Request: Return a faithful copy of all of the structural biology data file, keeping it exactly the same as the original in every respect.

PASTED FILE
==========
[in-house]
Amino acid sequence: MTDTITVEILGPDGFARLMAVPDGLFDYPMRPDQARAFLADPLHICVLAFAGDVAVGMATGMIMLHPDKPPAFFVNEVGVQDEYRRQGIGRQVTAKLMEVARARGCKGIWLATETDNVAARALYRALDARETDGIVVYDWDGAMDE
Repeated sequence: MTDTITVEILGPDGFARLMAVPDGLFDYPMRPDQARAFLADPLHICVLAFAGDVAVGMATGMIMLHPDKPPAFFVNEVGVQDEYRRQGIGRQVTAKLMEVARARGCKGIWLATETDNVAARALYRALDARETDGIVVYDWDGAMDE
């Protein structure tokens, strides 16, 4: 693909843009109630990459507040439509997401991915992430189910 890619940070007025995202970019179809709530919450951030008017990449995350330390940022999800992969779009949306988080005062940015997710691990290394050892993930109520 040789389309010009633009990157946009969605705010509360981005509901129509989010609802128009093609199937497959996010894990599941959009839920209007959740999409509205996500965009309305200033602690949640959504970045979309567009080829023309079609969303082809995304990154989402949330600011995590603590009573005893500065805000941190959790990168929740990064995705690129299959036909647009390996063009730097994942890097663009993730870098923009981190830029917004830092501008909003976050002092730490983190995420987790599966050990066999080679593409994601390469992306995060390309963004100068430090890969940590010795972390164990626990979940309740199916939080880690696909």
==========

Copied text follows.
[in-house]
Amino acid sequence: MTDTITVEILGPDGFARLMAVPDGLFDYPMRPDQARAFLADPLHICVLAFAGDVAVGMATGMIMLHPDKPPAFFVNEVGVQDEYRRQGIGRQVTAKLMEVARARGCKGIWLATETDNVAARALYRALDARETDGIVVYDWDGAMDE
Repeated sequence: MTDTITVEILGPDGFARLMAVPDGLFDYPMRPDQARAFLADPLHICVLAFAGDVAVGMATGMIMLHPDKPPAFFVNEVGVQDEYRRQGIGRQVTAKLMEVARARGCKGIWLATETDNVAARALYRALDARETDGIVVYDWDGAMDE
């Protein structure tokens, strides 16, 4: 693909843009109630990459507040439509997401991915992430189910 890619940070007025995202970019179809709530919450951030008017990449995350330390940022999800992969779009949306988080005062940015997710691990290394050892993930109520 040789389309010009633009990157946009969605705010509360981005509901129509989010609802128009093609199937497959996010894990599941959009839920209007959740999409509205996500965009309305200033602690949640959504970045979309567009080829023309079609969303082809995304990154989402949330600011995590603590009573005893500065805000941190959790990168929740990064995705690129299959036909647009390996063009730097994942890097663009993730870098923009981190830029917004830092501008909003976050002092730490983190995420987790599966050990066999080679593409994601390469992306995060390309963004100068430090890969940590010795972390164990626990979940309740199916939080880690696909």